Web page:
No matter where in the world you are, stories and tales of life and love stimulate different emotions from the bottom of someone’s heart. Various situations of love cause people to feel happiness, sorrow, and even pity. Some stories are realistic, but others are too exaggerated to be real. William Shakespeare’s Romeo and Juliet is well known by children and adults alike. Although this story is fictional, the tragic love of the two main characters is looked upon many. Though being well known, there is much strife and dispute. One of those arguable views is whether or not the play is an Aristotelian tragedy, or just tragic itself. But Shakespeare’s Romeo and Juliet is indeed an Aristotelian tragedy by the accuracy of the imitation of reality, flaw of the tragic heroes, and the importance of the inferior characters.
To begin, the parallel world of Romeo and Juliet is almost a mirror reflection of reality through the similarities in the emotions and lifelike events. Many events throughout the drama imitate the experiences people encounter every day. Through the course of the play, the characters have clashing ideas about what is right and wrong. For example, the family feud between the Capulets and Montagues is fueled by the constant wrongdoings of one family to the other. In the first act, Capulet draws his sword toward the Montague family without knowledge of reason. The first brawl, started by both families, contributes to the mimesis of the tale. Young or old, strong or weak, people do not get along with one another. They are neighbors, classmates, or coworkers and each of them have unique views of each other. Capulet acts without thinking, making him a round, realistic character. Although some people act before...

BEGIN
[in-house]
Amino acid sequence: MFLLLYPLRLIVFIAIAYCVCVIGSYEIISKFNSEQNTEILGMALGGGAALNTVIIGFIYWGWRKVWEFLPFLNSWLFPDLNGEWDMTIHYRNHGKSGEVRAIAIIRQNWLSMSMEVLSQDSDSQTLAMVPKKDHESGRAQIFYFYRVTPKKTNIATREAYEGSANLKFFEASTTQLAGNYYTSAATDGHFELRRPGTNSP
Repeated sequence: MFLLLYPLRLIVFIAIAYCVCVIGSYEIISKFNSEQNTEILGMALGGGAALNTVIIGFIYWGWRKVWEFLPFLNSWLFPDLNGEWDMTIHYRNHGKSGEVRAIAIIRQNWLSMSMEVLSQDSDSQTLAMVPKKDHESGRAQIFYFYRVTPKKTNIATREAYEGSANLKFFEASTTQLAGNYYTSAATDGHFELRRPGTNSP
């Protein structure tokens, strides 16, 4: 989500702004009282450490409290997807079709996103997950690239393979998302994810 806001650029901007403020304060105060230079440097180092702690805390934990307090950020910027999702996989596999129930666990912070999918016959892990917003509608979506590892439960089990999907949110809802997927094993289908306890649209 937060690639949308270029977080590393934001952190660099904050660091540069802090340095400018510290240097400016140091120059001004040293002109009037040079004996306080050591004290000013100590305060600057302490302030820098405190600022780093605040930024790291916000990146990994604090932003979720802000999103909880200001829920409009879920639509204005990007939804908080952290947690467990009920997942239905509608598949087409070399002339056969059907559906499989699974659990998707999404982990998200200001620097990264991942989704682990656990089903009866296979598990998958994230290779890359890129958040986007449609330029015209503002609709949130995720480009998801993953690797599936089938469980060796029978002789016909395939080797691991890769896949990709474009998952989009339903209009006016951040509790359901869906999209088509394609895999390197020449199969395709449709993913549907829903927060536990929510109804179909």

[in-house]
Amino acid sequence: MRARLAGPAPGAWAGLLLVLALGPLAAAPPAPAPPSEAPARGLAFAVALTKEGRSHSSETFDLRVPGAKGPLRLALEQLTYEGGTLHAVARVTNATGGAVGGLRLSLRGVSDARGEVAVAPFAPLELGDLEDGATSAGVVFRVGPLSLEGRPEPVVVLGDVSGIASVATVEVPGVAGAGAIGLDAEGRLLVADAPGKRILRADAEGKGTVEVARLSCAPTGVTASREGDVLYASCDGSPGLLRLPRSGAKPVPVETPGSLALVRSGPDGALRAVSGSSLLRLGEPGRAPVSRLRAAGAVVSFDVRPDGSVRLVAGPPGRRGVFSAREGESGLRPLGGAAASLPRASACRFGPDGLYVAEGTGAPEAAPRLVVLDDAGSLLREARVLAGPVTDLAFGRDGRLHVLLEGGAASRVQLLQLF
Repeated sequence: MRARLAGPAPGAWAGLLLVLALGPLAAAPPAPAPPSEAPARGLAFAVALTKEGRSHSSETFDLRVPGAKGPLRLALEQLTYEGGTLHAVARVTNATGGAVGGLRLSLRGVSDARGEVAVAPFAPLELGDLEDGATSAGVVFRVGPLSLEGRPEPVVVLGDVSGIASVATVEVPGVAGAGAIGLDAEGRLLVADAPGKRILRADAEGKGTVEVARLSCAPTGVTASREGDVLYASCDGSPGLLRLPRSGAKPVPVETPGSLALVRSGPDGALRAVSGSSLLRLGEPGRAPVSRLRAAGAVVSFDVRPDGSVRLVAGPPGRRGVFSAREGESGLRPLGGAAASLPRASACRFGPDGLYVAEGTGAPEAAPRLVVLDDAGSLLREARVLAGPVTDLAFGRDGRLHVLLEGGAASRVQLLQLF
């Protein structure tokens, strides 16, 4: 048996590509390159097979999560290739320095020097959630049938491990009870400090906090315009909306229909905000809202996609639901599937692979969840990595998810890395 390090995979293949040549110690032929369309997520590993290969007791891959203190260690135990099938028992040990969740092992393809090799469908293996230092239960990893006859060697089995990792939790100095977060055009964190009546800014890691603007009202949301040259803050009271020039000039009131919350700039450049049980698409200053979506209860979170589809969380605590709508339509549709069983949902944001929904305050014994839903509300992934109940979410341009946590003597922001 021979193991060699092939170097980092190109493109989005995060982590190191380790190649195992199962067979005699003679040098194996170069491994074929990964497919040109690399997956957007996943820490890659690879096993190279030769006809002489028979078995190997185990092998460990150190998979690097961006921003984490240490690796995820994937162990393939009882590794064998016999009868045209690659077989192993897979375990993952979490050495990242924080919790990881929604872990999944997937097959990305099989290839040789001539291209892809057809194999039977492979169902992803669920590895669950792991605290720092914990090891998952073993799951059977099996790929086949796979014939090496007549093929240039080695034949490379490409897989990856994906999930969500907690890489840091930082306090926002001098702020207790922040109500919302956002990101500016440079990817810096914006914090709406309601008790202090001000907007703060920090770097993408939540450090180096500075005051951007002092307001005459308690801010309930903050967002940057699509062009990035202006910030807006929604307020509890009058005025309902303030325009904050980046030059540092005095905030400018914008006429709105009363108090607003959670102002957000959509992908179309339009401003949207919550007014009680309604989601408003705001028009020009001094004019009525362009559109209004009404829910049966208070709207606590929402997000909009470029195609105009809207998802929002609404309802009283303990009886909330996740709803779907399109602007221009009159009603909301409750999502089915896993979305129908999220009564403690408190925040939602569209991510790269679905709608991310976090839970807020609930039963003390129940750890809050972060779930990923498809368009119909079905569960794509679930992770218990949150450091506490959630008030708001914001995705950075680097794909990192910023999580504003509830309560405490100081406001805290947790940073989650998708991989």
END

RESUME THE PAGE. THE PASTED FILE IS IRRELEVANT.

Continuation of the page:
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...ne gets mixed up in it all. And although the story of these two love birds is fictional, it arouses emotions one would feel if actually experiencing the situation in real life. These emotions make this story, and many others, grab the attention of the audience and pull them into the world which seems to come to life before their eyes.
Kerschen, Lois. “Romeo and Juliet: Criticism.” Drama for Students. Ed. Anne Marie Hacht. Detroit: Gale, 2005. 258-261.
McManus, Barbara F. “Outline of Aristotle’s Theory of Tragedy in the POETICS.” CLS267: Greek Tragedy. 2 April 2008. College of New Rochelle. 19 May 2010.
Shakespeare, William. “The Tragedy of Romeo and Juliet.” Prentice Hall Literature: Timeless Voices, Timeless Themes. Ed. Kate Kinsella, et al. Upper Saddle River: Prentice Hall, 2002. 770-874.
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